AIJAC welcomes Interpol vote to issue arrest warrants for Iranians suspected in 1994 AMIA bombing

Media Release

Melbourne – The Australia/Israel & Jewish Affairs Council (AIJAC) has welcomed Australia’s vote [with Opposition backing] to uphold Interpol’s previous decision to issue arrest warrants for five Iranians and a Hezbollah operative. The six individuals are suspected of involvement in the 1994 terrorist attack on the Argentine Jewish Mutual Association (AMIA) in Buenos Aires. AIJAC also praised Australia’s positive role in encouraging other countries to vote likewise.  

AIJAC Executive Director Dr. Colin Rubenstein stated, “This overwhelming Interpol decision is an important and necessary step in the long road toward bringing a measure of justice to the many victims of the attack and their families. The vote highlights the reality of the threat posed by Iran’s sponsorship of terrorism.”  

“At a time when Iran continues to pursue its nuclear weapons ambitions in defiance of the international community, the vote serves as a timely reminder of Iran’s nefarious and destabilising behaviour and should only strengthen the international community’s resolve to prevent Iran from obtaining such weapons,” Dr. Rubenstein added.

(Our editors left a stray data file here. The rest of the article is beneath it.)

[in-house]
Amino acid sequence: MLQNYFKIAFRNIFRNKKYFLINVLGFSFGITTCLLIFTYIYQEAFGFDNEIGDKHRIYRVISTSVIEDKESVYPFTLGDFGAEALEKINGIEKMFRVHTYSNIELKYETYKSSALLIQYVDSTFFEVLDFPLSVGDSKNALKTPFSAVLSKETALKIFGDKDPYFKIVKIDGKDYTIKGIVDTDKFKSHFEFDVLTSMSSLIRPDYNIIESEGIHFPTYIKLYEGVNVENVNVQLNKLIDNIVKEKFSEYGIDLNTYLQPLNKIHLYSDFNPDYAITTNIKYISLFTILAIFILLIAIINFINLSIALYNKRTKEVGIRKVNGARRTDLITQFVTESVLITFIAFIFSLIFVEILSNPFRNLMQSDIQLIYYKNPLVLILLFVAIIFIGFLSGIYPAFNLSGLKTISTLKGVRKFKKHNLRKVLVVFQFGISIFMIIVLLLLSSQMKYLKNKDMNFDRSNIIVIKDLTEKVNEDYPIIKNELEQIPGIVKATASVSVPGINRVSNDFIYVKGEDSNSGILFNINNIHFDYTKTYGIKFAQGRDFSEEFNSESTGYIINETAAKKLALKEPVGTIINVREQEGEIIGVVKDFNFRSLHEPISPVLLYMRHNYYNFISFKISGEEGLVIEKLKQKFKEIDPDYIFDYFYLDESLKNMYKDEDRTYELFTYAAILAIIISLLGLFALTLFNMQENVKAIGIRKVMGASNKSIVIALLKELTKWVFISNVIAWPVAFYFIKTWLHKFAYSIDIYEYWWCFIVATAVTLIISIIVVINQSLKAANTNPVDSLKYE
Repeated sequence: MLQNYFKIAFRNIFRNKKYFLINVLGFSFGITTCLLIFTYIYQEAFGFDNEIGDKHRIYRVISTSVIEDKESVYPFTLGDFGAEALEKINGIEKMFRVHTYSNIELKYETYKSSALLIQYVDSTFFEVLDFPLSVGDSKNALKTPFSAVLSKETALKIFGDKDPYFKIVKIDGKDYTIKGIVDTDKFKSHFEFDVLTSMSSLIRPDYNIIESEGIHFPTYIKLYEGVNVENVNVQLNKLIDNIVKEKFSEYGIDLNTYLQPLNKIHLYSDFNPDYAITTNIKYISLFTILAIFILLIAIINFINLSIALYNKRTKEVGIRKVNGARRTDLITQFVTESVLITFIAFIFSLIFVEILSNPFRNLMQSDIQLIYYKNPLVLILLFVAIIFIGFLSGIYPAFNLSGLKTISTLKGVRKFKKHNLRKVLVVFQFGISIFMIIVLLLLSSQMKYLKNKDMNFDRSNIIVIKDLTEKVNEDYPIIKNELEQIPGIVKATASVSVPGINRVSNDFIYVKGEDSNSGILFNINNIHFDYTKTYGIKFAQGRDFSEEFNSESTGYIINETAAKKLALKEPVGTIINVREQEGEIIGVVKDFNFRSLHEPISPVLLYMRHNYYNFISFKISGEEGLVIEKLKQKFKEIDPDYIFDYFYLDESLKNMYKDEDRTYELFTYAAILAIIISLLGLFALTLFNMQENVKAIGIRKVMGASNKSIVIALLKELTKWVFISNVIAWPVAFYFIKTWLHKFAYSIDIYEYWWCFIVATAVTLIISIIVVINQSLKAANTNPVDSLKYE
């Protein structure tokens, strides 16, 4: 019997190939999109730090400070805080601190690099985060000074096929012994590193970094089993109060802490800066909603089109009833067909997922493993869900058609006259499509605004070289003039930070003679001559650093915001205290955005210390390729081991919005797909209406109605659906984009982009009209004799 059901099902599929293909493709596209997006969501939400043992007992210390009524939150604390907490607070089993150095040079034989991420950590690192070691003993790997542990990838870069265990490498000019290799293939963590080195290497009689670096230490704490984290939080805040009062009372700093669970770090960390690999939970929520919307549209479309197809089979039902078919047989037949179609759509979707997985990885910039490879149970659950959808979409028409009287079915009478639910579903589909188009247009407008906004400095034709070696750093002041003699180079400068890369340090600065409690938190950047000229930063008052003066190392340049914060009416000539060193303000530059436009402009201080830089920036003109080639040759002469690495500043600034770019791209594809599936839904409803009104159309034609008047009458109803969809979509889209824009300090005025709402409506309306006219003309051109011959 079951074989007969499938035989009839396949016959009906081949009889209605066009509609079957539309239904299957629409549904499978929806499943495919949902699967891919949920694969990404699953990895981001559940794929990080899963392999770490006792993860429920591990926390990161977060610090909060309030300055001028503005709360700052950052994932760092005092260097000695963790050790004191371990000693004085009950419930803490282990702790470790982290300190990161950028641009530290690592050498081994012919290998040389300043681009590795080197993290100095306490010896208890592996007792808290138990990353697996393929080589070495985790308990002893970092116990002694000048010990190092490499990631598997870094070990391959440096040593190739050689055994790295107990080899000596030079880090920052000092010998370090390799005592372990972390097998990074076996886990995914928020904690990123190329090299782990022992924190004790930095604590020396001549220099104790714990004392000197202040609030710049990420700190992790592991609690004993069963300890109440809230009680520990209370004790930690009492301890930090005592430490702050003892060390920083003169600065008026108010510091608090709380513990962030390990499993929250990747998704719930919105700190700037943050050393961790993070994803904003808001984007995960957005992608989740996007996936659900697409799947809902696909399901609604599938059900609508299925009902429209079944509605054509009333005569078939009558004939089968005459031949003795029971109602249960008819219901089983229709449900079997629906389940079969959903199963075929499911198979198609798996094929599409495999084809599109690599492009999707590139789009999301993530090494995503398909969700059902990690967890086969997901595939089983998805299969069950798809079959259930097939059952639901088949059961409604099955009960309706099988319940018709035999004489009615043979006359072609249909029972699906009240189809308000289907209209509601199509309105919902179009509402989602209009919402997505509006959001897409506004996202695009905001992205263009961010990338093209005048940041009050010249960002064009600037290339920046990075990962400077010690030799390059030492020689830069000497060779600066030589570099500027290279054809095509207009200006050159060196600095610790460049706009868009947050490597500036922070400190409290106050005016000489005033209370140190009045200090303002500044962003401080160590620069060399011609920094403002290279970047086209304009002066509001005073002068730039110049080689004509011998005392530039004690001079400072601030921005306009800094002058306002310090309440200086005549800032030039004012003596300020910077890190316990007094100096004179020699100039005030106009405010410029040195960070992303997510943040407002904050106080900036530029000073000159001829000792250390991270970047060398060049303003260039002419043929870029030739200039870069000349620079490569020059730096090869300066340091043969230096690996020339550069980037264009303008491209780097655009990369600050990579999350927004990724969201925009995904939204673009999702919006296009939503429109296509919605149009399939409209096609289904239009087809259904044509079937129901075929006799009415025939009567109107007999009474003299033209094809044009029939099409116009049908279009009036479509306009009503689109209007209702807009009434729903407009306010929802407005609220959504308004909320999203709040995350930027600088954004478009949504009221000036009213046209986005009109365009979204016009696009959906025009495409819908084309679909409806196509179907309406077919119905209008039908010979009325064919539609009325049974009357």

Interpol’s General Assembly on Wednesday voted to uphold the issuance of “red notices” for the suspects in the attack, in which 85 people were killed and many more were injured.  

Interpol’s Executive Committee had unanimously decided to issue the five notices in March 2007, after Argentinean authorities presented evidence demonstrating the suspects’ involvement in the bombing. The prosecutors in Argentina had actually secured indictments against nine suspects, but the executive committee declined to issue notices against Iran’s former president, Ali Rafsanjani, and two other high-level officials on political grounds. The General Assembly was forced to a vote on the issue after Iran objected to the executive committee’s decision.  

Although Iran is not likely to arrest and extradite the suspects, the Interpol decision is significant nevertheless, as it came despite pressure from Iran to reject Argentina’s request.  

Dr. Rubenstein concluded, “In the face of Iranian pressure and bullying tactics, Interpol should be applauded for sending a strong signal that the international community will not cease in its efforts to bring to justice those responsible for reprehensible acts of global terrorism.”  

For additional information, contact Dr. Colin Rubenstein on (03)-9681-6660